VC DESERT ISLAND DOWNLOADS | Conductor Leonard Slatkin – ‘5 Recordings I Can’t Live Without’

The Violin Channel recently caught up with American conductor, Maestro Leonard Slatkin – for a fun game of VC Desert Island Downloads

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The Violin Channel recently caught up with esteemed American conductor, Detroit Symphony Orchestra Music Director, Maestro Leonard Slatkin – for a fun game of VC Desert Island Downloads. 

We sat him down to pick his brain on which 5 CD recordings he would take with him to a deserted island – and how the tracks have helped shape him as a musician.

 

“Growing up in a multi-genre musical household, I had no boundaries as far as listening was concerned. My parents, who worked as musicians in the studios of Hollywood as well as one half of a string quartet, wanted me to experience all styles. The sole rule was that the music had to be good. But I got to determine that. Unless they came screaming into my room, all was fair game.

Selecting five from what is a very long list of favorite recordings is a daunting task. So, I decided to not only include recordings from my childhood, but also those that I continue to listen to on a regular basis. Here goes.

 

  1. ‘Schoenberg Verklärte Nacht’ – Performed by the The Hollywood String Quartet and Friends

I heard this piece often, as it was not only recorded by my parents, but also performed regularly. The other four musicians would come to the house and rehearse endlessly, even playing it for the composer. To me, it marks a hallmark of collaboration and intimate music making, almost as if the whole is spontaneous. Just listen to how carefully each portamento is judged. Their recording is a must for today’s generation of musicians if they desire to know about the true nature of the string art.

The Hollywood String Quartet play Schoenberg and Schubert |CD|

The Hollywood String Quartet

Alvin Dinkin, Viola

Kurt Reher, Cello

Original Release Date: 1951

Testament

 

2. Bach ‘The Goldberg Variations’ – Performed by Glenn Gould

Just to be clear, we are speaking of the legendary 1955 recording. I was among the attendees at Gould’s Los Angeles debut. This work, which literally changed the landscape of piano playing, was considered daunting for keyboard artists. Gould, not utilizing much pedal, brought a clarity and gracefulness that was totally opposite of other pianists of the day. As with the other recordings on this list, I had the opportunity to hear each of the musicians in person, so it made the listening experience much more complete.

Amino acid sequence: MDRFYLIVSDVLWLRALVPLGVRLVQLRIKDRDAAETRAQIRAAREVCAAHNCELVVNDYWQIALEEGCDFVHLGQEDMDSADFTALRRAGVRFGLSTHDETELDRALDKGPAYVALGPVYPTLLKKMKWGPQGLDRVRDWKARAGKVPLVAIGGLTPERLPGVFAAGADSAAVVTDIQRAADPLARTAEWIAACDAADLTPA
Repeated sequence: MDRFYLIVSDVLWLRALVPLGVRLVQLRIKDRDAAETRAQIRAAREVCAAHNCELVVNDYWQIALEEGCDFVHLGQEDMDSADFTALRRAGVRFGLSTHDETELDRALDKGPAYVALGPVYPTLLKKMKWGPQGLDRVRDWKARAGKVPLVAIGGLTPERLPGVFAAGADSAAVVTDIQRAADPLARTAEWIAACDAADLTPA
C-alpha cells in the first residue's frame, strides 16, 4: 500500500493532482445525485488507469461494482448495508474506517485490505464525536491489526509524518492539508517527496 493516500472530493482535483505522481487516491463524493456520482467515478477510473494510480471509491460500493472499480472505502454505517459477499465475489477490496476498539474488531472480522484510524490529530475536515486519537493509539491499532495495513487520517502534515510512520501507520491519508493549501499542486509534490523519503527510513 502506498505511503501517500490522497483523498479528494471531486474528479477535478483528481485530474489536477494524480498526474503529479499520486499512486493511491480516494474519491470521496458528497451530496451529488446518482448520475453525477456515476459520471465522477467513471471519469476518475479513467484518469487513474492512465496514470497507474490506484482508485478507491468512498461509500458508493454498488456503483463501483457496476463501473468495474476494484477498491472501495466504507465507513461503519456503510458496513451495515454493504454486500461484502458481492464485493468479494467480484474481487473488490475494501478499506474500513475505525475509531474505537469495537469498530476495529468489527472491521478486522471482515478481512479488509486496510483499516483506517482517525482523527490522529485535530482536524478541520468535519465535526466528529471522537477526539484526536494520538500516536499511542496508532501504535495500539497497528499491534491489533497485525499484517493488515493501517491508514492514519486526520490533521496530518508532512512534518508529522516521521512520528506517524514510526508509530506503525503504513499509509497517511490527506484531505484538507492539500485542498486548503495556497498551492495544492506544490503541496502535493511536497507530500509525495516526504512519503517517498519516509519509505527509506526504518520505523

The 1955 Goldberg Variations - Birth of a Legend |CD|

Glenn Gould, Piano

Release Date: December 31, 2001

Sony Classical

 

3. ‘‘The Magic Bow’ – Performed by Michael Rabin with the Hollywood Bowl Symphony Orchestra and Felix Slatkin

‘The American Heifetz,’ as he was called, was a supremely gifted artist. Perhaps he could not really live up to the moniker bestowed on him, causing a very early death.  This collection of short pieces was supposed to be recorded over three sessions. They started on a Friday night, and by the time the evening was over, the whole album was complete. The mastery of tone, style and musicianship is extraordinary. More than a recording, it represents a master class in every aspect of the violinist’s art.

The Magic Bow |LP|

Michael Rabin, Violin

Felix Slatkin, Conductor

The Hollywood Bowl Symphony Orchestra

Release Date: 1960

 

4. ‘Only the Lonely’ – Frank Sinatra with conductor Felix Slatkin 

When you see a Sinatra recording from his years at Capitol Records, it always says: ‘Arranged and conducted by Nelson Riddle.’ Arranged, certainly, but for three of the discs, my father was on the podium. With his voice mellow and even sultry, Uncle Frank, as my brother and I called him, reached a level of vocal artistry unmatched by any singer. And I mean in any genre. Every musician needs to listen to these recordings to get the true meaning of the word ‘musician’. They are best listened to around two in the morning.

Only the Lonely |CD|

Frank Sinatra, Voice

Felix Slatkin, Conductor

Nelson Riddle, Conductor

Release Date: September 1, 1958

Capitol

 

5. ‘Exclusively for My Friends’ – Oscar Peterson

After Art Tatum, there was no finer exponent of jazz piano than Peterson. I would go to clubs as often as possible to hear him. His discography is quite extensive, but this set of recordings is particularly special. They were taped between 1963 and 1968 in a home studio with only a handful of people present. It is like hearing great musicians having the time of their lives. The level of piano playing is beyond belief, whether in a wistful ballad or a virtuoso romp. I return to this set often, as a reminder of what can be accomplished by a true master.

-Leonard”

Exclusively for My Friends |BOXSET|

Oscar Peterson, Piano

Release Date: 1992

Verve

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